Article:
The 1979 version took $86 million at the box office in the USA, making it one of the most successful films produced by an independent studio at that time. The film received poor reviews from professional critics, with Roger Ebert describing it as "dreary and terminally depressing". [11] The film grossed more at the US box office than the similar 1980 Stanley Kubrick film The Shining (source: Box Office Mojo). [12] [13] [14].

Amityville II: The Possession was directed by the Italian horror film specialist Damiano Damiani and released in September 1982. It was based on the book Murder in Amityville by the parapsychologist Hans Holzer, and is a prequel involving the fictional Montelli family and their experiences at the house. This film set the pattern for low budget sequels with little reference to real life events in Amityville, and is the only other film in the series to feature music composed by Lalo Schifrin.

The first three films received a theatrical release while the sequels from the 1990s were released direct to video. Some of the direct to video films contain virtually no material relating to the Lutz family or the DeFeo murders, and concentrate instead on paranormal phenomena caused by cursed items supposedly linked to the house, such as the clock in Amityville 1992 - It's About Time and the dollhouse in Amityville Dollhouse from 1996. The Amityville Curse from 1990 is the most loosely based of all the films, since it deals with events in another haunted house in Amityville, Long Island rather than the house on Ocean Avenue.

One of the famous features of the Amityville Horror films is the distinctive pumpkin head appearance of the house, which was created by two quarter round windows on the third floor attic level. Following problems with tourists disturbing the peace on Ocean Avenue, these windows have been removed and the house as it stands today looks considerably different from its depiction in the films. The address of the house has also been changed in order to discourage tourists from visiting it. The house in Tom's River used as the location for the first three films has also been modified for the same reason. Although not all of the films in the Amityville Horror series are set at the former Lutz home on Ocean Avenue, the malevolent-looking Dutch Colonial house is used as the key image in promotional material.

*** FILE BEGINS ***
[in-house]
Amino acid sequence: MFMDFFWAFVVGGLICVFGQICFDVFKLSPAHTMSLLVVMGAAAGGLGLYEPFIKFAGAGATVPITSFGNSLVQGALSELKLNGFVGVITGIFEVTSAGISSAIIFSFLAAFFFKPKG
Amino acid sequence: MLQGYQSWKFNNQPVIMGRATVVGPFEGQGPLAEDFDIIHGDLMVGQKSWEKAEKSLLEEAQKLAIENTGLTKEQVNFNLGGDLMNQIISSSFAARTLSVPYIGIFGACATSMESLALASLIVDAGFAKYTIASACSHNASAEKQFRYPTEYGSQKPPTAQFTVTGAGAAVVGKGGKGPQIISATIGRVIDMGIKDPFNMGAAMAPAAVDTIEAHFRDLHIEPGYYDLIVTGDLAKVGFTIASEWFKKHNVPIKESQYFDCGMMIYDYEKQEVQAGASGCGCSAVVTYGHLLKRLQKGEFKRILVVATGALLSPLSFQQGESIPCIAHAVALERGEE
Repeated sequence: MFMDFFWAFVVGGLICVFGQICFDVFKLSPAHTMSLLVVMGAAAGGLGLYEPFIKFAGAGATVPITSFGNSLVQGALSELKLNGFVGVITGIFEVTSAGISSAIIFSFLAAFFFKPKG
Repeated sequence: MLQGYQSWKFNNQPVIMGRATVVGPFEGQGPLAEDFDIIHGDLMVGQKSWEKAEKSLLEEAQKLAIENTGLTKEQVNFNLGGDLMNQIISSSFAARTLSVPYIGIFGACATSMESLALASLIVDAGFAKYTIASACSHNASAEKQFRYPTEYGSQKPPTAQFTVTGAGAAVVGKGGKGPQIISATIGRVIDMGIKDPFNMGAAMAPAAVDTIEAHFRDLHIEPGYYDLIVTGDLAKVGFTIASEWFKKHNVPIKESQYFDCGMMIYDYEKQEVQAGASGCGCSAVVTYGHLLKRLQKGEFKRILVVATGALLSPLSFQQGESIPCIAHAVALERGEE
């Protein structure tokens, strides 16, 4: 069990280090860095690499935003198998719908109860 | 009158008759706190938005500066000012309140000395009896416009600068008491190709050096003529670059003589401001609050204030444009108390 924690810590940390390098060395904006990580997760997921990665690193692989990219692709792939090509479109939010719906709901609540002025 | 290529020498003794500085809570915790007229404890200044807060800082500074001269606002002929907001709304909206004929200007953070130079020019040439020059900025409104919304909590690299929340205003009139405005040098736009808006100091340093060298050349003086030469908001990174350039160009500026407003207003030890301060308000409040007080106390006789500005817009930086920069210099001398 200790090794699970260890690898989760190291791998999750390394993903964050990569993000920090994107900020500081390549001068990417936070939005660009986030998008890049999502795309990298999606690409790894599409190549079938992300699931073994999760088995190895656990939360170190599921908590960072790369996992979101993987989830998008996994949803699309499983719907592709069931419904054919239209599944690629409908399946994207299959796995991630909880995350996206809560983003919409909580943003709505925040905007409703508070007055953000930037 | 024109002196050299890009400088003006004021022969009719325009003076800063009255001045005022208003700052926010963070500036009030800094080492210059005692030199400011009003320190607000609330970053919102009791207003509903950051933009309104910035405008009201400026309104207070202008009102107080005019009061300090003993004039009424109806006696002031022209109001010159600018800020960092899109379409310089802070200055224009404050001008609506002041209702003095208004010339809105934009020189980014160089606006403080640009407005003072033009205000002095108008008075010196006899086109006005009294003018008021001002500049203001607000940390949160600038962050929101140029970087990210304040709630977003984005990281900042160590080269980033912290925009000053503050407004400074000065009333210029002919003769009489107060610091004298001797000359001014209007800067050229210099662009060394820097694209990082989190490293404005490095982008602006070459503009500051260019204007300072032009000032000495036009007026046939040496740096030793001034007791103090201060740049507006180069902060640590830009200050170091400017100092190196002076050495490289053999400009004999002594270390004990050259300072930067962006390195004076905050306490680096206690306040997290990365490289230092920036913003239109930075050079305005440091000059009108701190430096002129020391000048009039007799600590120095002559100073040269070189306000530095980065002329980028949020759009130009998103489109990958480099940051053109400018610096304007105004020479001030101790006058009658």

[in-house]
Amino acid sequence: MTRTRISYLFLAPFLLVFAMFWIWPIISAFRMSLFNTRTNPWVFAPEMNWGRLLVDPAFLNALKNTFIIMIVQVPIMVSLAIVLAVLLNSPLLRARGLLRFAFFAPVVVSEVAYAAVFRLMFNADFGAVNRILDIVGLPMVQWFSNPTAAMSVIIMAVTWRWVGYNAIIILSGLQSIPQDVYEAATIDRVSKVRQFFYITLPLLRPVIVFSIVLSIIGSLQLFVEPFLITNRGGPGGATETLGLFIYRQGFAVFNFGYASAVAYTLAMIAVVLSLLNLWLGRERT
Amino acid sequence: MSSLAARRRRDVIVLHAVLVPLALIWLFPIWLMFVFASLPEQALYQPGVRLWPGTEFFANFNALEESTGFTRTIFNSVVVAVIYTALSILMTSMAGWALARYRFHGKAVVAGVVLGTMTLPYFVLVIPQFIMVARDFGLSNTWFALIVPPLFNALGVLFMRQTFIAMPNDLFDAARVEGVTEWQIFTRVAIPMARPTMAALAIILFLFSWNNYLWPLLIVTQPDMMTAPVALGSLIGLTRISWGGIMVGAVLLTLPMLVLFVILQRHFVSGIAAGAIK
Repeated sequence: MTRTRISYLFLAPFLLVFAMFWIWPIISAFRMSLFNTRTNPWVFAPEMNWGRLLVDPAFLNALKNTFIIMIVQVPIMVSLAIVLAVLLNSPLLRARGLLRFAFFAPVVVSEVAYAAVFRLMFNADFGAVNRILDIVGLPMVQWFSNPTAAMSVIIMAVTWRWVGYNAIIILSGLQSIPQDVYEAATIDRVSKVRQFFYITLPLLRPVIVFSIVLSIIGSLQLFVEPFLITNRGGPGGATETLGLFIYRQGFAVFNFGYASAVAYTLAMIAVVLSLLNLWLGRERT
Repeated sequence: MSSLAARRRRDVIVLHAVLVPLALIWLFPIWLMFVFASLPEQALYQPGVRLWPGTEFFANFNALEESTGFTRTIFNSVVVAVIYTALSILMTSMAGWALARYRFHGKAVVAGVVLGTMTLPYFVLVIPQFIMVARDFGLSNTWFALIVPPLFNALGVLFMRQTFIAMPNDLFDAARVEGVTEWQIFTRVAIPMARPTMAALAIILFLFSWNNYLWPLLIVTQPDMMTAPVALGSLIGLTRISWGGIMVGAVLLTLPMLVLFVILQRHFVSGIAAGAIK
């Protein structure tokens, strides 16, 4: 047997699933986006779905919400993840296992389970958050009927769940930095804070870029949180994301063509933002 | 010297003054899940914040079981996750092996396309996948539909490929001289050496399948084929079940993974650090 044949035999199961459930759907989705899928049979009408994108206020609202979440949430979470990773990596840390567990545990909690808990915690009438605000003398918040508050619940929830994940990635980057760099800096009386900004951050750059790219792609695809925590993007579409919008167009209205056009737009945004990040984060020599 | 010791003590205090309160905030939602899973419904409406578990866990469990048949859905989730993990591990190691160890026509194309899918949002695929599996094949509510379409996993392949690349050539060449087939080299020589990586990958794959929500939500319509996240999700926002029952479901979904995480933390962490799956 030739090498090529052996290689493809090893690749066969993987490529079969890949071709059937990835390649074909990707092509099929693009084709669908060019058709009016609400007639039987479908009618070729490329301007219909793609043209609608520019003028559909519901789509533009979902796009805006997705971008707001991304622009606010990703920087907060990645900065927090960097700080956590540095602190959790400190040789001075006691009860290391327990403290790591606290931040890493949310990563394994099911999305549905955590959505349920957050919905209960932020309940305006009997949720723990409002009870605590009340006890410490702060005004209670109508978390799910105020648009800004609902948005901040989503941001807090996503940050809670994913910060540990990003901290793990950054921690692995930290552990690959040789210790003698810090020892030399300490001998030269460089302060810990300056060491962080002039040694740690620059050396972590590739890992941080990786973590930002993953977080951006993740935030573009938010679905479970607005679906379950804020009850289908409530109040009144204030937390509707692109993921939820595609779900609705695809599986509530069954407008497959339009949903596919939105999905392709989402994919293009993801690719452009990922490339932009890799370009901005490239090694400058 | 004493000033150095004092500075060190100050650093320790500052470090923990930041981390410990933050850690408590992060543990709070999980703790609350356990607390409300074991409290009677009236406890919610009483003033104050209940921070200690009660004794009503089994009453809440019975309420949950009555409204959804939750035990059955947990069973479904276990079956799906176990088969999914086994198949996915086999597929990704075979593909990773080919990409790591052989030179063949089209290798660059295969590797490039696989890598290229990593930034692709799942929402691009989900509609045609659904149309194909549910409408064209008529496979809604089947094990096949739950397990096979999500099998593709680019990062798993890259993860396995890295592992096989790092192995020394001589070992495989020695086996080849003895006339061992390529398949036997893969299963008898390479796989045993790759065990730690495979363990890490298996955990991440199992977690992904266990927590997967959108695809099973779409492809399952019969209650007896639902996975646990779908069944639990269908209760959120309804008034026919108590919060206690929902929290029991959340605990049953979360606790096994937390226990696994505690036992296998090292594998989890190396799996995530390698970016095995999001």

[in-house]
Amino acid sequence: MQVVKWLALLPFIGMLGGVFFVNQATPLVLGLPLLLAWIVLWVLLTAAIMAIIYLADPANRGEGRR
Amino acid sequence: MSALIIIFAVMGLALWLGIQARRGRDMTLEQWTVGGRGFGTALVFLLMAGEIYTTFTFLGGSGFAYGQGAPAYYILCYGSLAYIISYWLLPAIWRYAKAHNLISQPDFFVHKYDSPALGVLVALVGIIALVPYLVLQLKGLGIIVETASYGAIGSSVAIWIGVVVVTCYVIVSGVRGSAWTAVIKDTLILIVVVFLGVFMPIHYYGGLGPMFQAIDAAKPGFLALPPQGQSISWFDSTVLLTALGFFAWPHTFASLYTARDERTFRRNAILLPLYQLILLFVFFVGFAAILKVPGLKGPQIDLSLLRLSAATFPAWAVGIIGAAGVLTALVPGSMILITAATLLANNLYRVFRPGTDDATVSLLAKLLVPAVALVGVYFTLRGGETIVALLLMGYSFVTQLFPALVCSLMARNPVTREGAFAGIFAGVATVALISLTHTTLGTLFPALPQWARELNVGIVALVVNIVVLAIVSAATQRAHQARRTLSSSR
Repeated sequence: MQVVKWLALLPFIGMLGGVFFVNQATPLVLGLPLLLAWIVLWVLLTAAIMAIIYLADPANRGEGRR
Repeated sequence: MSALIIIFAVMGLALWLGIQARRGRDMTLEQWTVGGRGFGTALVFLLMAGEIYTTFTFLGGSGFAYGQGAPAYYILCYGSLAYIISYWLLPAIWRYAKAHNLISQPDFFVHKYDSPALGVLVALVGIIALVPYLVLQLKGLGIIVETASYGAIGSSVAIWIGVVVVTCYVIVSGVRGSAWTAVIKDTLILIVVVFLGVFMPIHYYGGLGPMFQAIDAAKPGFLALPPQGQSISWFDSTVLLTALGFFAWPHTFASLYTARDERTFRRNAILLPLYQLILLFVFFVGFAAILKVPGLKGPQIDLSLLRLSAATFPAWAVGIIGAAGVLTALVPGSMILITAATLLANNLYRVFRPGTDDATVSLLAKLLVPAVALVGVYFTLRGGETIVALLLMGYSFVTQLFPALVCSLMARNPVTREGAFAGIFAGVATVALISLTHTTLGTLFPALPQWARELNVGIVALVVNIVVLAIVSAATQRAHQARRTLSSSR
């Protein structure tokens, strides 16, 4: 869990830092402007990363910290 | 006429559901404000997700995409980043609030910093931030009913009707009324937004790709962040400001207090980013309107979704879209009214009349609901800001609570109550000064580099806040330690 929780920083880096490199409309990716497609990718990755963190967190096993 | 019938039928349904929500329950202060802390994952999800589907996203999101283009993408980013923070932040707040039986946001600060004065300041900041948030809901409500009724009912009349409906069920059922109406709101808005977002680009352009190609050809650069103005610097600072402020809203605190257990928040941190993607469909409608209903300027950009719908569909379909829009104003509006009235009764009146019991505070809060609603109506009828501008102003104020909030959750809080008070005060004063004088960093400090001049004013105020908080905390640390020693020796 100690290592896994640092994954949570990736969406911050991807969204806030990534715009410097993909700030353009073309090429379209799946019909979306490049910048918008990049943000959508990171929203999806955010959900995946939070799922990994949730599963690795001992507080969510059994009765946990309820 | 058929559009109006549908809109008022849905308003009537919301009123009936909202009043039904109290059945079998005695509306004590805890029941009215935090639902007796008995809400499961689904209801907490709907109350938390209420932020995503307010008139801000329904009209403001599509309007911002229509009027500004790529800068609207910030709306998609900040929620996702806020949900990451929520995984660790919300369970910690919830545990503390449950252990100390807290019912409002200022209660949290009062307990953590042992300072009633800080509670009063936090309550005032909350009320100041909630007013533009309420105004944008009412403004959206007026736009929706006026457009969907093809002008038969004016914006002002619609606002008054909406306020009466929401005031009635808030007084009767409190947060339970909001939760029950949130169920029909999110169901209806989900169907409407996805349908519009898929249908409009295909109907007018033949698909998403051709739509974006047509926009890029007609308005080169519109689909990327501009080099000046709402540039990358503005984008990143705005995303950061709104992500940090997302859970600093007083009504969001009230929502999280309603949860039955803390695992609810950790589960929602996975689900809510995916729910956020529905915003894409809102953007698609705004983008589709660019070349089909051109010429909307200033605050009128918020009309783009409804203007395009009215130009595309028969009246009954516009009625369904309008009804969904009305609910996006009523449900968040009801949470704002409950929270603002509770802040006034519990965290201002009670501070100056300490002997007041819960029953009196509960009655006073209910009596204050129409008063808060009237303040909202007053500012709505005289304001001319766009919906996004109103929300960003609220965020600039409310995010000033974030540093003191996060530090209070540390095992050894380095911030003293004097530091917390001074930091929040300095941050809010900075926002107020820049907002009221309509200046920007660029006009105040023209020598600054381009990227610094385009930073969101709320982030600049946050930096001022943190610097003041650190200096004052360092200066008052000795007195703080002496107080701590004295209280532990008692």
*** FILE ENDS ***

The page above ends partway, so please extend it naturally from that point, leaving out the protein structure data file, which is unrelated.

In April 2005 MGM Studios released a remake of the 1979 film. George Lutz described the remake as "drivel" and sued the makers for defamation, libel, and breach of contract.

Spoiler warning: Plot and/or ending details follow.

He objected particularly to the scene in the film where the male lead - named as George Lutz and played by Ryan Reynolds - is shown killing the family dog with an ax. The film also shows the George Lutz character building coffins for members of his own family. The defamation claim was dismissed by a Los Angeles court in November 2005, while other issues related to the lawsuit remained unresolved at the time of George Lutz's death. [15] [16]

The tag line for the 2005 version was "Katch em and kill em." This refers to the claimed link between the house in Ocean Avenue and John Ketcham, whose name has been linked to witchcraft in Salem, Massachusetts but remains a controversial and elusive figure. [17] The house used in the 2005 version was in Silver Lake, Wisconsin, while much of the location work was shot in Antioch, Illinois.

"Jodie DeFeo", who appears as a prominent character in the 2005 film, is a fictional character and was not one of the victims of the shootings by Ronald DeFeo, Jr. in November 1974.

[edit] Additional information

The 1995 book The Amityville Horror Conspiracy by Stephen and Roxanne Kaplan was critical of the Lutzes' version of events
The 1995 book The Amityville Horror Conspiracy by Stephen and Roxanne Kaplan was critical of the Lutzes' version of events

During the period that the Lutz family was living at 112 Ocean Avenue, Stephen Kaplan, a self-styled vampirologist, was called in to investigate the house. Kaplan and the Lutzes fell out and Kaplan went on to write a critical book entitled The Amityville Horror Conspiracy with his wife Roxanne Salch Kaplan. The book was published in 1995 and Stephen Kaplan died of a heart attack in the same year. On the night of March 6, 1976 the house was investigated by Ed and Lorraine Warren, a husband and wife team described as demonologists, together with a crew from the television station Channel 5 New York. During the course of the investigation a photograph was taken allegedly showing a demonic boy with glowing white eyes. The photograph can be viewed online at [1].The house was also investigated by the parapsychologist Hans Holzer. The Warrens and Holzer have suggested that 112 Ocean Avenue is occupied by malevolent spirits due to the past history of the house.

In recent years many websites devoted to the Amityville Horror have sprung up, often taking a strong stance either for or against the events. Virtually every aspect of the story has been disputed at some point, and rivalry between researchers has been a long standing feature of the case.

  • George Lutz registered the phrase The Amityville Horror as a trademark in 2002, and it is referred to as The Amityville Horror™ on his official website. [18]
  • The 2005 film says that the basement of the house was built in 1692, but 112 Ocean Avenue - also known as High Hopes - was built around 1924 for John and Catherine Moynahan. It is a six bedroom house in the Dutch Colonial revival style, with a distinctive gambrel roof. In the film versions, the house was renamed 412 Ocean Avenue. [19]
  • One of the victims of the September 11, 2001 attacks, Peter O'Neill, lived in the house from 1987 to 1997. [20] Also, the actress Christine Belford lived in the house from 1960 to 1965 [21]

[edit] See also

[edit] References

[edit] External links

[edit] Skeptical articles

Amityville Horror saga

Amityville Horror (1979 original) | Amityville II: The Possession | Amityville 3-D | Amityville 4: The Evil Escapes | The Amityville Curse | Amityville 1992: It's About Time! | Amityville: A New Generation | Amityville Dollhouse: Evil Never Dies | The Amityville Horror (2005 remake)